The diversity index and evenness was calculated and furnished in the Table 3. The Shannon Wienner diversity index indicated the maximum in rice field (1.53) followed by pulses field and sugarcane field with 1.51, vegetable field and groundnut field with 1.50. The highest species evenness was shown in pulses field, sugarcane field with 0.38, followed by rice field and groundnut field with 0.37. The least evenness was shown in vegetable field with 0.36. The maximum number of species and individuals were found in rice field where the available of host plant is more and weeding also occur in less than other fields, whereas groundnut field and sugarcane field show less butterfly diversity because of less structural complexity and flowering plants. Each habitat has specific set of microhabitat for a species. Butterflies are depends on the different agricultural fields, due to the urbanization, these animals are under risk. Their diversity signs a good health of agricultural fields. Besides host plants, butterflies also requires specific eco- climatic conditions. Temperature ranging from 24-26°C and 85-95% relative humidity are suited for most butterflies. The maximum temperature was one of the most critical factors for insect’s development and activities. The development of insect also stops at a definite low temperature.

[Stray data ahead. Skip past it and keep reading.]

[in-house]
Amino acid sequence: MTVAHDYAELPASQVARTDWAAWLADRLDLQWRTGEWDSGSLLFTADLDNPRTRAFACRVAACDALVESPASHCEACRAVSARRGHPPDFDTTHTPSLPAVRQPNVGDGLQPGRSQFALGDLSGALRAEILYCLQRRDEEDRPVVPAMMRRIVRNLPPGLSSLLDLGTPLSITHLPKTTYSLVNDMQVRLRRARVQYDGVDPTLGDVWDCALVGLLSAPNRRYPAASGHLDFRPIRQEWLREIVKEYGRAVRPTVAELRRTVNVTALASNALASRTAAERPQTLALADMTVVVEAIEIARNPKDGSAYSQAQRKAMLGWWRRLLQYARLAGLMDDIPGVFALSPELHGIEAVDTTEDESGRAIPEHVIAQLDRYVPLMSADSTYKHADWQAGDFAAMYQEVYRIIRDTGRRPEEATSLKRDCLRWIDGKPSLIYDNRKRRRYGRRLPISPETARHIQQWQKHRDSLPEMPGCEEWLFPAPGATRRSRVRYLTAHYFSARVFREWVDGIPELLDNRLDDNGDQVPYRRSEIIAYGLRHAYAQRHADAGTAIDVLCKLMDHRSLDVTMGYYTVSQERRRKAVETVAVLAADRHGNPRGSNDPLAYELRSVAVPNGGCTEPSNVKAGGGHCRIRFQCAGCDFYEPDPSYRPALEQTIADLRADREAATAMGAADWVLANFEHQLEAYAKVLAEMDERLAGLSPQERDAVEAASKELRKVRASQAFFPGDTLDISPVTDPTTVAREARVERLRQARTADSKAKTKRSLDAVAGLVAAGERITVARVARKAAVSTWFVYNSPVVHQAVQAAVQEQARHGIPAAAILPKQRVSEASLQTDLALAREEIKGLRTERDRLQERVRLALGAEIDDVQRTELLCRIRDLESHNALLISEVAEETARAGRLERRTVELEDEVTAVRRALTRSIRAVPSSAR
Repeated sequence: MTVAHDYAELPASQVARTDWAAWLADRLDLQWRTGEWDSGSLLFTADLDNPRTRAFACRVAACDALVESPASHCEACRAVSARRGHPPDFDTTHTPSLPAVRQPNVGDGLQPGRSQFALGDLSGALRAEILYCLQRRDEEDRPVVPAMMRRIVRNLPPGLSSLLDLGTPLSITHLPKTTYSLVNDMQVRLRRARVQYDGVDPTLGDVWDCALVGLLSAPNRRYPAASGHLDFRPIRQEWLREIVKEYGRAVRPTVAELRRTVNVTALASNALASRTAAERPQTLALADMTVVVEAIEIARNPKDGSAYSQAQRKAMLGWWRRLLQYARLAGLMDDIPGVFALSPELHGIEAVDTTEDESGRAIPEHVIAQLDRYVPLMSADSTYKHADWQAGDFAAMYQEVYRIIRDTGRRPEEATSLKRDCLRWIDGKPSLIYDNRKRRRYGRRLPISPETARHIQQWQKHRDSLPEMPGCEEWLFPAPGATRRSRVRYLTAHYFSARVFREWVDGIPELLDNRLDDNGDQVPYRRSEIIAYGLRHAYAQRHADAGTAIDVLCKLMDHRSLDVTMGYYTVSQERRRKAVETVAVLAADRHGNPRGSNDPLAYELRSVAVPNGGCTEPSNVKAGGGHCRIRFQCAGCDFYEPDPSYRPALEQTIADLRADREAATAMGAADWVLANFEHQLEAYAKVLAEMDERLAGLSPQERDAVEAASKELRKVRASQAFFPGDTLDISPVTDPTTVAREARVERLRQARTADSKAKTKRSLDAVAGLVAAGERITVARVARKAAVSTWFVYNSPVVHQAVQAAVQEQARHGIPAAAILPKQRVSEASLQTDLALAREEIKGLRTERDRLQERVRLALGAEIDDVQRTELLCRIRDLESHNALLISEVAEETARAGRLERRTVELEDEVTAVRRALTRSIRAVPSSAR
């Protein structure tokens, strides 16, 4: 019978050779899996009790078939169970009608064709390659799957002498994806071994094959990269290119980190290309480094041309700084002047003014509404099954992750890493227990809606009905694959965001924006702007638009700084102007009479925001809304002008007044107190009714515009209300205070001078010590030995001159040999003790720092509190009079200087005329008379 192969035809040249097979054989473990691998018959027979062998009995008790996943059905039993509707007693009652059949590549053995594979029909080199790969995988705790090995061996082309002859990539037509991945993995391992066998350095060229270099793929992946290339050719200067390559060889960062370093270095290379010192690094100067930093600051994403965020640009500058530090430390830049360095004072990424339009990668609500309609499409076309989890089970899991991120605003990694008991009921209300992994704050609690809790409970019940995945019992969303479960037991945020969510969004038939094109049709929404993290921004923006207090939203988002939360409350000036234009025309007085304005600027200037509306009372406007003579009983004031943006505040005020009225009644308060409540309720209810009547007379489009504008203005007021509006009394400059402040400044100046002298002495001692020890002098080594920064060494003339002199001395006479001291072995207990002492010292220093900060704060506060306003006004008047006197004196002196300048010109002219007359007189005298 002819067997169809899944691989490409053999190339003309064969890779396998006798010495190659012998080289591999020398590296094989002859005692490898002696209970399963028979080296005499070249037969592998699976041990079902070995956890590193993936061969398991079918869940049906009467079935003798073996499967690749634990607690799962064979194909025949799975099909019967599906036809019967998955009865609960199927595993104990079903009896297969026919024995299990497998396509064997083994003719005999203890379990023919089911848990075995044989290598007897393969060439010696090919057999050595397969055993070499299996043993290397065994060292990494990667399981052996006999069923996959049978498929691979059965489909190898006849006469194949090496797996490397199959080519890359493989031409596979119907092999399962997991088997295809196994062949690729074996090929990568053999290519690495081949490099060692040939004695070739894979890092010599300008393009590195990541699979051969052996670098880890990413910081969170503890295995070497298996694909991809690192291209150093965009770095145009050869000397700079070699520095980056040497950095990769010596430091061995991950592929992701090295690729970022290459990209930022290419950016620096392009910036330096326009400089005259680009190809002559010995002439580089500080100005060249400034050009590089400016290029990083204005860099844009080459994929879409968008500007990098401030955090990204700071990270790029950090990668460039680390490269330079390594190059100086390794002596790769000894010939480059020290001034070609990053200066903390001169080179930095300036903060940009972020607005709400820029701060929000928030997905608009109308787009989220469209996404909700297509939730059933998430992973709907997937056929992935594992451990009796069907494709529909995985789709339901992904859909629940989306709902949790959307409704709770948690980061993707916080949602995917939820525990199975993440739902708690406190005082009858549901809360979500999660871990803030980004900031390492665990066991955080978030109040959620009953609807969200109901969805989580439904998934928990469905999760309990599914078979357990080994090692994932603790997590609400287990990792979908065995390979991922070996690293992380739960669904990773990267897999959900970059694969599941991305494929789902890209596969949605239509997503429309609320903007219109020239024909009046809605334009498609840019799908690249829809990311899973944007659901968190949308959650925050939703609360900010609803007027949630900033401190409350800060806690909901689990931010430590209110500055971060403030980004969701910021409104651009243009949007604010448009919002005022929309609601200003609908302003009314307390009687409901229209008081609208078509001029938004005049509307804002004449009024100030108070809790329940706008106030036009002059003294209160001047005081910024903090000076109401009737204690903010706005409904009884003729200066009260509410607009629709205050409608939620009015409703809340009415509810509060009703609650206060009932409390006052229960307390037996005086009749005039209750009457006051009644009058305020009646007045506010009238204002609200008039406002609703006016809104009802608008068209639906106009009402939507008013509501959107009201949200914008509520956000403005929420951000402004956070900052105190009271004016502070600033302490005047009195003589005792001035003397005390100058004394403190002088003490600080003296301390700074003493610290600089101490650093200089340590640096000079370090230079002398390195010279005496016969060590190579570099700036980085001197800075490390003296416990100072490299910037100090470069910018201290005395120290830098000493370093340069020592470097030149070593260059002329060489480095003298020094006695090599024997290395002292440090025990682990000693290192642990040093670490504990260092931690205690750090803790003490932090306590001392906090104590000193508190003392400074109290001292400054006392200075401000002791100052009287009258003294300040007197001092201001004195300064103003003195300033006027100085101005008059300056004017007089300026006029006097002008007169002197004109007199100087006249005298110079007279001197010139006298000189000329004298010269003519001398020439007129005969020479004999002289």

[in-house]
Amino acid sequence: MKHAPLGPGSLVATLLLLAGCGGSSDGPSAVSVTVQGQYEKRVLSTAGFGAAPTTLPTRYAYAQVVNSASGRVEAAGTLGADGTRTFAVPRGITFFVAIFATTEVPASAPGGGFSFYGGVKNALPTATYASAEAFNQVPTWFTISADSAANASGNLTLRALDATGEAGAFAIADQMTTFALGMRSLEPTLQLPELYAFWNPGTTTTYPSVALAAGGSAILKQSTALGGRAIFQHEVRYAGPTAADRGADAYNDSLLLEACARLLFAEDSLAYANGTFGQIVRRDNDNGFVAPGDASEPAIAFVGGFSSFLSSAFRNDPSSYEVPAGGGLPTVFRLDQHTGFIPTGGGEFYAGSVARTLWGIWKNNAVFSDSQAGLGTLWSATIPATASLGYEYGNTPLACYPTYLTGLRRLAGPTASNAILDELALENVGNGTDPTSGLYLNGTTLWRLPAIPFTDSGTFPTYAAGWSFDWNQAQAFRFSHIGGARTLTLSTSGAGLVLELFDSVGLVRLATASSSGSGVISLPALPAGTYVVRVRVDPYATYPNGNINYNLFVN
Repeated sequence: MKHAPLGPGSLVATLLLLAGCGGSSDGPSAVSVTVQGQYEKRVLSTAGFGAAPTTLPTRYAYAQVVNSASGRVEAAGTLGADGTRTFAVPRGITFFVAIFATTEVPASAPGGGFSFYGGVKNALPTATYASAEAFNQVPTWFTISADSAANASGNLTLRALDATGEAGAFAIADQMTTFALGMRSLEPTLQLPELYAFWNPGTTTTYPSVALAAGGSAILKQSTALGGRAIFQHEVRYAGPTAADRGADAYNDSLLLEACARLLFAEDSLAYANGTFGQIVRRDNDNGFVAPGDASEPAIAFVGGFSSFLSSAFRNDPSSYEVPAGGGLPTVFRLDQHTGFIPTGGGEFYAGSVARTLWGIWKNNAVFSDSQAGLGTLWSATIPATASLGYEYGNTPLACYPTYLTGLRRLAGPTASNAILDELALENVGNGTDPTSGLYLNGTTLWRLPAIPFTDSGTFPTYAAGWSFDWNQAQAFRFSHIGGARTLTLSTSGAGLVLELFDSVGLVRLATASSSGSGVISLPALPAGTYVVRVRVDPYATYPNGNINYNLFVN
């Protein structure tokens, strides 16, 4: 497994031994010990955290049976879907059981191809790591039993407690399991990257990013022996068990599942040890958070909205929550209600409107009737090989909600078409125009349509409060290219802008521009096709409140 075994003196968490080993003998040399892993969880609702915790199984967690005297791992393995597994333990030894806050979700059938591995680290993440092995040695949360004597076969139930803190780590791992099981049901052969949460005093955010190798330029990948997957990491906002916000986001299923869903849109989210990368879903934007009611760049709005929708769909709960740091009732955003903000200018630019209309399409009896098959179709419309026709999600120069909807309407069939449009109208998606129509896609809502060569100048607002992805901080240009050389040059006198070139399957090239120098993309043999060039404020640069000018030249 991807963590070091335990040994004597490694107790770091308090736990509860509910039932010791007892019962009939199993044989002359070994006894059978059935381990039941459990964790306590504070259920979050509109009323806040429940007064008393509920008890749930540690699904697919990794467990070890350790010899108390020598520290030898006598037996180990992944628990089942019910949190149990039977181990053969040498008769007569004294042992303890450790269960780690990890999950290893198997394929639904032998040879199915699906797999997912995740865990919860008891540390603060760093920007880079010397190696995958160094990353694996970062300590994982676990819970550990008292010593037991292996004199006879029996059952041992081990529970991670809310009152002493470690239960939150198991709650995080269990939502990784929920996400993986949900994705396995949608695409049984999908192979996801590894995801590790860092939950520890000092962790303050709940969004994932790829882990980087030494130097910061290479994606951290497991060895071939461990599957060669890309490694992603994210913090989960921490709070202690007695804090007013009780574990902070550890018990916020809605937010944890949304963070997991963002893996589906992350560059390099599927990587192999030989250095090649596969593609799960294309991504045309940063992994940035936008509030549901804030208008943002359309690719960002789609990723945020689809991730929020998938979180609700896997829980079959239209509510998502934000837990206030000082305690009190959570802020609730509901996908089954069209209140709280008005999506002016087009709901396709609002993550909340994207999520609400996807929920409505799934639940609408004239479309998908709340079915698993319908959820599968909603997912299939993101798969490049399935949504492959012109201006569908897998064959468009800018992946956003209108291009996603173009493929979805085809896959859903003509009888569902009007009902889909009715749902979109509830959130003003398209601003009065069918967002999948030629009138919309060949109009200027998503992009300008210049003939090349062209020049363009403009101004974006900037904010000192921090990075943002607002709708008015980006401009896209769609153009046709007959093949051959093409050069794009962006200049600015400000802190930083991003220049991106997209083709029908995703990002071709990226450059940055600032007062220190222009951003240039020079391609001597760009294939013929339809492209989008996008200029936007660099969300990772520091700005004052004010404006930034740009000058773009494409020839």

Acknowledgements

The first and second authors are grateful to The Principal, Nehru Memorial College and Head, Department of Zoology, Nehru Memorial College for their encouragement and support. Third and fourth authors are thankful to Dr Kailash Chandra, Director, Zoological Survey of India, Kolkata for providing facilities.

References

[1]  Thomas JA., 1995. The ecology and conservation of Maculineaarion and other European species of large blue butterfly. In:A.S. Pullin (ed.) Ecology and Conservation of Butterflies.
In article      View Article
 
[2]  Perveen F, Ahmad A.2012 Checklist of butterfly fauna of Kohat, Khyber Pakhtun khwa, Pakistan. Arthropods, 1(3): 112-117.
In article      
 
[3]  Borges RM, Gowda V, Zacharias M. 2003. Butterfly pollination and high contrast visual signals in a low density distylous plant. Oceologia, 136: 571-573.
In article      View Article  PubMed
 
[4]  Pollard E. 1977. A method for assessing changes in the abundance of butterflies. Biological Conservation. 12: 115-153.
In article      View Article
 
[5]  Pollard E. and Yates TJ. 1993. Monitoring Butterflies for Ecology and Conservation. Chapman and Hall. London.
In article      
 
[6]  Kehimker I. 2008. Book of Indian Butterflies. Bombay Natural History Society, Oxford.
In article      
 
[7]  Evans WH. 1932. The Identification of Indian Butterflies. Bombay Natural History Society, Bombay. 454 pp.
In article      
 
[8]  Wynter Blyth MA. 1957. Butterflies of the Indian region. Bombay Natural History Society.